Best movies of 2019: ‘Parasite,’ ‘Knives Out’ and 18 more – Los Angeles Times
In Joanna Hogg’s “The Souvenir,” one of the best movies I saw this year, an aspiring filmmaker, Julie, struggles to write and direct her first feature, a grotty working-class drama set in an English port city. Julie is working in early 1980s London, but her challenge is one that a lot of independent filmmakers right now would surely recognize: the difficulty of reproducing, accurately and empathetically, the experiences of people whose lives are markedly different from her own. At one point, gently arguing with someone about these and other challenges, Julie declares, “I’m not trying to make a documentary. … I’m making a feature film.”
There’s a sly meta-irony in the fact that Julie (played by gifted newcomer Honor Swinton Byrne) is a thinly veiled stand-in for Hogg herself. “The Souvenir” is a skillful weave of fact and fiction, selective fabrication and personal memoir — a combination that could describe more than a few great movies this year, Pedro Almodóvar’s marvelous “Pain and Glory” not least among them. This is hardly a new phenomenon; narrative filmmakers have been drawing on their own life stories for ages, even when the inspirations aren’t explicitly clear. (Agree with it or not, Fellini’s dictum that “all art is autobiographical” can’t help but come to mind.)
Still, I can’t remember the last year so many filmmakers drew so deeply on their own experiences — and, to an astonishing degree, emerged with works so creative and singular that you wouldn’t necessarily guess their real-life provenance. At a time when so much movie discourse revolves around the usual array of sequels, remakes and reboots, most of which have less to do with cinema than with brand extension, there is something to be said for work whose inspirations can’t be filed under that ubiquitous and increasingly useless term “intellectual property.”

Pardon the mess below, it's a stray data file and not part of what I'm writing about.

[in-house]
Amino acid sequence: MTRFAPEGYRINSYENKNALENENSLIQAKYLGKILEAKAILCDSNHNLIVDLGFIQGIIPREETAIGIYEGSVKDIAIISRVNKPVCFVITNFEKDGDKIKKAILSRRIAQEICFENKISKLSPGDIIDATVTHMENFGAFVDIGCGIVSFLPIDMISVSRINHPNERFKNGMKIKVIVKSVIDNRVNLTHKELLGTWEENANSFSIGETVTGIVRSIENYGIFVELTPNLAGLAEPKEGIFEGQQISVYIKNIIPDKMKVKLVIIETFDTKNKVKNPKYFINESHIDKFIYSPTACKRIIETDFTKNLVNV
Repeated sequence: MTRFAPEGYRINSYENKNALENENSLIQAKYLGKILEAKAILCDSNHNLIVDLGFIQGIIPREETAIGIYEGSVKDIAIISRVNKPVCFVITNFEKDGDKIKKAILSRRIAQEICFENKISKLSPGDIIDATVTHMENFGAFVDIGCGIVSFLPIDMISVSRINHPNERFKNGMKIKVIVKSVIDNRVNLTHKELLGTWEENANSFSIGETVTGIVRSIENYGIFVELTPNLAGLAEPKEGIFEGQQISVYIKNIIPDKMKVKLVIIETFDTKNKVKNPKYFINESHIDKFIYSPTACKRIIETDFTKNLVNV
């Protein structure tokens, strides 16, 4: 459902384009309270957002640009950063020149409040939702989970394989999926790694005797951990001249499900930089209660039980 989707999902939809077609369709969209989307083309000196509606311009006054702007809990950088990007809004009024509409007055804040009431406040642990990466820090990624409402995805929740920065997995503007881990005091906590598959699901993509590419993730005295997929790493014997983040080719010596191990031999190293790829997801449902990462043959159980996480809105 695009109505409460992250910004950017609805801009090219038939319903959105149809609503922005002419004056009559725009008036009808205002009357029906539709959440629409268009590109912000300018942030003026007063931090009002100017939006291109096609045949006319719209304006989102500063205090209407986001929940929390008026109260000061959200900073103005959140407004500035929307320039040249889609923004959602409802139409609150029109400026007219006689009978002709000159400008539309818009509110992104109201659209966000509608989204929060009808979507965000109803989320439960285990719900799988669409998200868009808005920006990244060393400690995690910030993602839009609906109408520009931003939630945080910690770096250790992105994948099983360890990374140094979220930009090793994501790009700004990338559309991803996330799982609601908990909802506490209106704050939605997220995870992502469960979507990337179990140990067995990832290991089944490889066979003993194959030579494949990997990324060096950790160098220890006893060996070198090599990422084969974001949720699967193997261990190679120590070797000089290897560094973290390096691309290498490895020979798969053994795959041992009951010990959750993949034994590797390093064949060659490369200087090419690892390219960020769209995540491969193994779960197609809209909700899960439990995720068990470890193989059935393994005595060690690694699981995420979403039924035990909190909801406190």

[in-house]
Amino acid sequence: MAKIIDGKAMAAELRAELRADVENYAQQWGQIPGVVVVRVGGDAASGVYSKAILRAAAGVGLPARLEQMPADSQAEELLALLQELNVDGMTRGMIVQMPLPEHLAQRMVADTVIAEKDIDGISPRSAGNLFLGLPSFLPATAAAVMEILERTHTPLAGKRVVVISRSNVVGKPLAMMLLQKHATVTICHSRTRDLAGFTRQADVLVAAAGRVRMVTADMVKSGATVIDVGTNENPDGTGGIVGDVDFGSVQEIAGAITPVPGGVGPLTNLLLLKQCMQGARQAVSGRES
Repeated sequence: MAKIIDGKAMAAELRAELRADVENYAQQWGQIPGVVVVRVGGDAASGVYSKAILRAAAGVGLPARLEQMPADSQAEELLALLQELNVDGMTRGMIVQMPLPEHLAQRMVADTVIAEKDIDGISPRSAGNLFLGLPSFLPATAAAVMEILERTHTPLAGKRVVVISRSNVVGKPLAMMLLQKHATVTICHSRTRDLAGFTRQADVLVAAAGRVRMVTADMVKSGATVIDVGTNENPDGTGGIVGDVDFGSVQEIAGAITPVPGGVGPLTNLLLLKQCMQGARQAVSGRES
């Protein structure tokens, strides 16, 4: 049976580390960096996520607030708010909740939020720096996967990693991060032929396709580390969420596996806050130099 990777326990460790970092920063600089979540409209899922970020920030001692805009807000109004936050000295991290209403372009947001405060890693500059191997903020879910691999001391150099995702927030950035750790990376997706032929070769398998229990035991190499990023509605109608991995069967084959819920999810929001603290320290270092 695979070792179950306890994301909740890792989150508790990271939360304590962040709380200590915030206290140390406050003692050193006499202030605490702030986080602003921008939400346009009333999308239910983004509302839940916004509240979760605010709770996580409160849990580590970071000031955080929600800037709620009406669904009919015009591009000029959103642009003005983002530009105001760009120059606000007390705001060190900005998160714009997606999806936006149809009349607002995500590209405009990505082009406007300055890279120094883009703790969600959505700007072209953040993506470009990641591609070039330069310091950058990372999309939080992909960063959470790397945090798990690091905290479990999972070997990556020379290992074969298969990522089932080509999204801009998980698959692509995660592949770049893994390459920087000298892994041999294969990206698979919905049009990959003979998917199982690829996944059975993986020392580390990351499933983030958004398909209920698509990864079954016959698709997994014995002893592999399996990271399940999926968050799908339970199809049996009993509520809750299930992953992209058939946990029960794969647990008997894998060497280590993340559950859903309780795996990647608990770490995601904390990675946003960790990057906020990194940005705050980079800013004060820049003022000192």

There is something to be said for work whose inspirations can’t be filed under that ubiquitous and increasingly useless term “intellectual property.”
Noah Baumbach’s “Marriage Story” has generated well-deserved acclaim but also the criticisms that often arise when a white male artist puts a fictionalized version of himself — and even his own bourgeois privilege — under a seriocomic microscope. The movie has also triggered endless debate about which of its two divorcing parties comes off as more sympathetic, which strikes me as not a weakness but rather a sign of the movie’s compassion, to say nothing of its craft.
Nadav Lapid’s brilliant “Synonyms” is rooted in his own experiences as a young man who chose to shed his Israeli identity and hurl himself into self-imposed exile. “The Last Black Man in San Francisco,” Joe Talbot’s directing debut, is a lovely, melancholy and hyper-stylized telling of his close friend Jimmie Fails’ life story, starring Fails himself.
“Give Me Liberty” follows a young Russian immigrant driving a medical transport van around Milwaukee — a job once held by the picture’s gifted director, Kirill Mikhanovsky. And in “The Farewell,” Lulu Wang tells the story of an elaborate family deception with acute wit and sensitivity, the family being her own.
Even Bong Joon Ho’s wildly entertaining thriller “Parasite” has some basis in its director’s personal experience. Like the character who sets the story in motion, Bong worked as a tutor in South Korea as a young man, though he and his family have never infiltrated and wreaked havoc on a wealthy household, to the best of my knowledge. Bong, unlike Julie in “The Souvenir,” has few questions about his rights as a storyteller; his characters, who hail from across the entire South Korean class spectrum, are at once recognizable and surprising, endearing and unbearable. They’re some of the most real people you’ll meet this year.
Here are my favorite movies of 2019, listed as a series of themed pairings. With the exception of my top two, the rankings are pretty arbitrary and might look different tomorrow.
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